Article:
Margaret Weis and Tracy Hickman's Dragons of Autumn Twilight - Grade: A+. I find it funny that this (well, these, because it's a series) never makes it into my Top Ten Favorites list. But really, it is. I LOVE THESE BOOKS to no end. And in many, many ways, they are my inspiration for writing. If you look closely at my characters and my plot, you can detect the similarities. There are many; more than I care to admit... If you have not experienced this series (and the Death Gate Cycle, you absolutely should. They are amazing stories! Love me some DragonLance!!!

Philip Pullman's The Amber Spyglass (Dark Materials: Book 3) - Grade: A. Wow! This book was a whopper! So long! But I didn't have too bad of a time with it. For the sake of brevity, I won't go into what could easily be a full post on the idea of God and Godlessness in this book. I will simply say I can see where some people find the argument having merit. I disagree. I think Pullman has a unique perspective on life, one that I very much appreciate and resonate with. The end was so heart-wrenching and made my heart ache so desperately... because there love was so real and so genuine, and then they had to... incredible. I didn't really understand/or feel that the more engaged parts of the war sequences were explained adequately, or fully, but I thought the end was marvelous, and brilliant, and I didn't feel there were gaping chapters full of unnecessary drivel. I think this trilogy stands well, each book individually, and the three collectively. It's a shame to think that his popularity may have been tainted by his "un-christian-ness" because he's thought intensely and deeply about his plot, much more than I can say for a great deal of people that I know. 'Nuff said.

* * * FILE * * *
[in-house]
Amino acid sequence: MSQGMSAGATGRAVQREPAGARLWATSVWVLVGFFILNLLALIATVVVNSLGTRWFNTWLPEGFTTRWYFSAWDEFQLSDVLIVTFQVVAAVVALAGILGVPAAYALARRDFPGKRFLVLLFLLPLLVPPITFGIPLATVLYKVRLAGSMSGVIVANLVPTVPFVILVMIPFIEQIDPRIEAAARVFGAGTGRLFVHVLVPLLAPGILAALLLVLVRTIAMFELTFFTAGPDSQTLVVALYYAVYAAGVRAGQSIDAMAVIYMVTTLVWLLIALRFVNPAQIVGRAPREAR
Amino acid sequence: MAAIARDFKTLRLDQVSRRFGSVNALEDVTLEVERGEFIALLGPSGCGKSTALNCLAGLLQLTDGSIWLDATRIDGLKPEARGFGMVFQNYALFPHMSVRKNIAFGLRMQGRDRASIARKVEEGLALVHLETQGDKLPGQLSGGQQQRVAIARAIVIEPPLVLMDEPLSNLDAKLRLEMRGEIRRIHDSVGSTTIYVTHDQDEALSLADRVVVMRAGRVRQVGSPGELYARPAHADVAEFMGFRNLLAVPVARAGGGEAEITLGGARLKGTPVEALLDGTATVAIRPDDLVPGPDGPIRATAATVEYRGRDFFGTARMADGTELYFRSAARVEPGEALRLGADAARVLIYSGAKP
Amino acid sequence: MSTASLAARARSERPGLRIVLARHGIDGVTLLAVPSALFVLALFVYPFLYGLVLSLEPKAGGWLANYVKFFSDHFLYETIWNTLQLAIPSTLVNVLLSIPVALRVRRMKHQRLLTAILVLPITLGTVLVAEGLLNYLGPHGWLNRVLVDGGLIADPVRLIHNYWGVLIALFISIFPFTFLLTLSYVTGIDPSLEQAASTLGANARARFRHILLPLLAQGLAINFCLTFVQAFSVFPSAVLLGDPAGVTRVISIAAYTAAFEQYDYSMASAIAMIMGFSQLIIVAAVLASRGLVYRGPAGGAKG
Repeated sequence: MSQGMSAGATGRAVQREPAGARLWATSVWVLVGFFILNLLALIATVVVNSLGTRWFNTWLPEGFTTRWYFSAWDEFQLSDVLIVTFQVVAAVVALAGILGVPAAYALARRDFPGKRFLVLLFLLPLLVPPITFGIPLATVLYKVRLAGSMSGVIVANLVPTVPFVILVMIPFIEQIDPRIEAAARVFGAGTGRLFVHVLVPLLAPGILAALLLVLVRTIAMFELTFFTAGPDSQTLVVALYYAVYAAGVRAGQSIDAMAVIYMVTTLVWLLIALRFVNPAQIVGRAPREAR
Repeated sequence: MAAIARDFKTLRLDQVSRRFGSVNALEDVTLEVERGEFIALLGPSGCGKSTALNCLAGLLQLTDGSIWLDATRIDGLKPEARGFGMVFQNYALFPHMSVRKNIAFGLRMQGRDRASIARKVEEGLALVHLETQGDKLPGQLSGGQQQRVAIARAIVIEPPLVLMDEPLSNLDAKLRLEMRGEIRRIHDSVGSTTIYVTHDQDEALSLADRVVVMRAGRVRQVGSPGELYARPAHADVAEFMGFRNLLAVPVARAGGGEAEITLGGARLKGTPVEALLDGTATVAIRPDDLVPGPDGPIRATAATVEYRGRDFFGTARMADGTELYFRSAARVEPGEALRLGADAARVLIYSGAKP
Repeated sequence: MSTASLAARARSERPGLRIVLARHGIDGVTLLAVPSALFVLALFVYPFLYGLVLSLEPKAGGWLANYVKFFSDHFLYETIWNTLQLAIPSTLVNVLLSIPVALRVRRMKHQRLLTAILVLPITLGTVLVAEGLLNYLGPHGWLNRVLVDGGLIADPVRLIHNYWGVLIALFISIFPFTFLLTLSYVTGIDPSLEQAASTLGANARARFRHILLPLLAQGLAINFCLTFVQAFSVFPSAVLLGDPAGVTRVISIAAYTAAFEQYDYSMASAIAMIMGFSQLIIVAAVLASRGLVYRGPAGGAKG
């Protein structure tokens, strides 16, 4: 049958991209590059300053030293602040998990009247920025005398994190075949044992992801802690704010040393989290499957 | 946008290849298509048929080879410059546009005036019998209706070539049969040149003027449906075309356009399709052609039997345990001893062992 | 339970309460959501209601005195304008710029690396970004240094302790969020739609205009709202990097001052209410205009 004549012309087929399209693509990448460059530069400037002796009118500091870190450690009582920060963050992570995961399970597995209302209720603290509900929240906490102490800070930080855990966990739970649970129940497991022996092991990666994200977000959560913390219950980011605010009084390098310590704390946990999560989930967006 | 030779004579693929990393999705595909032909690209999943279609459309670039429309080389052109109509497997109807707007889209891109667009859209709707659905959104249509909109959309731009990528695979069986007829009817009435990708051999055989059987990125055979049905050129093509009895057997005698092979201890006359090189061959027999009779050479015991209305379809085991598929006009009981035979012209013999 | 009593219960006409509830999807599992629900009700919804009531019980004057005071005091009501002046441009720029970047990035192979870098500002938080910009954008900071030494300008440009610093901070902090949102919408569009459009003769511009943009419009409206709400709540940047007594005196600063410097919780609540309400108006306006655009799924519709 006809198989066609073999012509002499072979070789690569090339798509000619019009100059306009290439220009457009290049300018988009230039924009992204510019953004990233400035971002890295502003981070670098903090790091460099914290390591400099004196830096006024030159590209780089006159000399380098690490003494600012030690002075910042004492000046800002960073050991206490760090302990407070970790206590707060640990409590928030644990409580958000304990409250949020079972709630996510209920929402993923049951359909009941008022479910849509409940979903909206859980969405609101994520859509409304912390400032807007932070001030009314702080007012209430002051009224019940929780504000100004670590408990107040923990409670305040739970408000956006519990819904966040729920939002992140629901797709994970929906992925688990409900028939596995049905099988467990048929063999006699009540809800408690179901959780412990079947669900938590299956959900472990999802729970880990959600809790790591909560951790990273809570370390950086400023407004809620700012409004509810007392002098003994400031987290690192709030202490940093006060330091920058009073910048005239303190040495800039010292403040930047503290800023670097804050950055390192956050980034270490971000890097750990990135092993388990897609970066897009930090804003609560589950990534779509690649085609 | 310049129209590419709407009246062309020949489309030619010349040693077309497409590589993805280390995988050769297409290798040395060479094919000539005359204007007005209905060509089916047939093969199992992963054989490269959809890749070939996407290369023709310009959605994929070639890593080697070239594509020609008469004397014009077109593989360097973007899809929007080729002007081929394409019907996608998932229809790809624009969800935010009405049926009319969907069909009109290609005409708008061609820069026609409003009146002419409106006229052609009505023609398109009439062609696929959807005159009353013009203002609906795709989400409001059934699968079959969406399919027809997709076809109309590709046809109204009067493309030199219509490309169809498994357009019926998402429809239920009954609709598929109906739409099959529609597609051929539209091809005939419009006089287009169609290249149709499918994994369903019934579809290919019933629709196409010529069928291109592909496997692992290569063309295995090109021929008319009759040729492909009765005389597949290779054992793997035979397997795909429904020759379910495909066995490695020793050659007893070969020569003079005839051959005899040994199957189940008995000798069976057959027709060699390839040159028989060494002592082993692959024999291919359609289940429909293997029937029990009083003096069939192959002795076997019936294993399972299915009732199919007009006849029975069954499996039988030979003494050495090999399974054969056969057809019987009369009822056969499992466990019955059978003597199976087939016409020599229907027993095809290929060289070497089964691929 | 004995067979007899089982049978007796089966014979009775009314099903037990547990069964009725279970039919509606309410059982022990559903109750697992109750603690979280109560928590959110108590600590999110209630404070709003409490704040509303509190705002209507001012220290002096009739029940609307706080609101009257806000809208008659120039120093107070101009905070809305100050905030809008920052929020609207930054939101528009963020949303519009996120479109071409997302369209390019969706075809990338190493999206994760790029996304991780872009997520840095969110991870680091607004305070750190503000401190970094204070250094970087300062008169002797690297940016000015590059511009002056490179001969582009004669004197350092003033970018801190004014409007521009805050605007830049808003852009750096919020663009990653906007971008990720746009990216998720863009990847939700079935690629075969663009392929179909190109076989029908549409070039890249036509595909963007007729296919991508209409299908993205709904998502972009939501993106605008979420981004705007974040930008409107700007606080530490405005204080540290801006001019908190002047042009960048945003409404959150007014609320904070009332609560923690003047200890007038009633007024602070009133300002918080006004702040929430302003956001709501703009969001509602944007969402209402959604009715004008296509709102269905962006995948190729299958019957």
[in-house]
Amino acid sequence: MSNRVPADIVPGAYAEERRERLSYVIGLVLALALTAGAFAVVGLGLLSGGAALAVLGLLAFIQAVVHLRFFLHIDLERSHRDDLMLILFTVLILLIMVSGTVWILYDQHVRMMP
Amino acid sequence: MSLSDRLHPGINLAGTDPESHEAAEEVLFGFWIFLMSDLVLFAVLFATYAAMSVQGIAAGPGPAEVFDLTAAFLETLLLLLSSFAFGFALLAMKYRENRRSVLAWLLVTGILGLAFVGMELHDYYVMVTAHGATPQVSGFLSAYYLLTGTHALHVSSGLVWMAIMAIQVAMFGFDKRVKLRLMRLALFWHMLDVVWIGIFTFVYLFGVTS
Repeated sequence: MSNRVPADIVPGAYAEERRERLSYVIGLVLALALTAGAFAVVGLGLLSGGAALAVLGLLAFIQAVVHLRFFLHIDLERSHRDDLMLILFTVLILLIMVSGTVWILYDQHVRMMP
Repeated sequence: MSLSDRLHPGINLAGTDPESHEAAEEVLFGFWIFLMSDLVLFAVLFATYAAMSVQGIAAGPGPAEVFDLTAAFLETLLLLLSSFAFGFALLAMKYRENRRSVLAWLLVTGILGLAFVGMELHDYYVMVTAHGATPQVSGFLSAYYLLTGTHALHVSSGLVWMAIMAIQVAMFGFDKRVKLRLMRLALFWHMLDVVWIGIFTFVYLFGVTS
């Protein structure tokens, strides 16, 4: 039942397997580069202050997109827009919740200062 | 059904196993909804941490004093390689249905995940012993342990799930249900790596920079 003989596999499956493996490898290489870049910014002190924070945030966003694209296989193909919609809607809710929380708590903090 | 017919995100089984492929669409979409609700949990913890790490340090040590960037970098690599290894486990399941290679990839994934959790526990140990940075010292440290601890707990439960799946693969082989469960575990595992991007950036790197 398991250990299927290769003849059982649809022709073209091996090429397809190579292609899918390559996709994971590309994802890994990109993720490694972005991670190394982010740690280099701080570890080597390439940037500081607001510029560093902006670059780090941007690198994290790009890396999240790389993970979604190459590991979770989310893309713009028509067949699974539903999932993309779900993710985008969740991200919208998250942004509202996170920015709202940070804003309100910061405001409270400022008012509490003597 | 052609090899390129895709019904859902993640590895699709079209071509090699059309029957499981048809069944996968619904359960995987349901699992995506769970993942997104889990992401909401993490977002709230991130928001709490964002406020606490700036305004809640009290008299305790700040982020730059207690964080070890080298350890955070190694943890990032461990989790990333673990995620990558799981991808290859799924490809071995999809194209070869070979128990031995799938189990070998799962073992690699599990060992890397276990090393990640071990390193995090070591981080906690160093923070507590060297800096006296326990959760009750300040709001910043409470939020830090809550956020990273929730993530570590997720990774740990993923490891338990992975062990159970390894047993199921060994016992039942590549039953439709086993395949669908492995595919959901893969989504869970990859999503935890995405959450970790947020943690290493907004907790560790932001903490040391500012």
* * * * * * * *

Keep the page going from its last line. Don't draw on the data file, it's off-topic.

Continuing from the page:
Erik Larson's Devil in the White City - Grade: A. This book was pretty intense, especially since it's non-fiction. The level of research (and notes in the back) was very reminiscent to me of Water for Elephants, maybe even moreso with the depth of research and work put into the book. Larson is a witty writer too, whose small embellishments really added a flair to the novel, and sometimes made me laugh out loud. Quite a compelling read for history buff and fiction devourer alike, especially if you have any inclination toward the psychotic and psychopathic.

Deborah Davis' Not Like You - Grade: B. This is relatively new YA Fiction, and after having read it, I wasn't sure why I even ever picked it. But I did. Saw a review or a teaser somewhere, and decided, what the hecks, why not? It's about a 16-year old girl trying to come to grips with life, love, and herself, all while trying to deal with a-continually-attempting-to-recover alcoholic mother. It's kinda gritty (ie, there's sex), but ends up being very real. The ending left me dissatisfied, and ultimately, I don't know that I'd recommend it to anyone, but I didn't hate the book.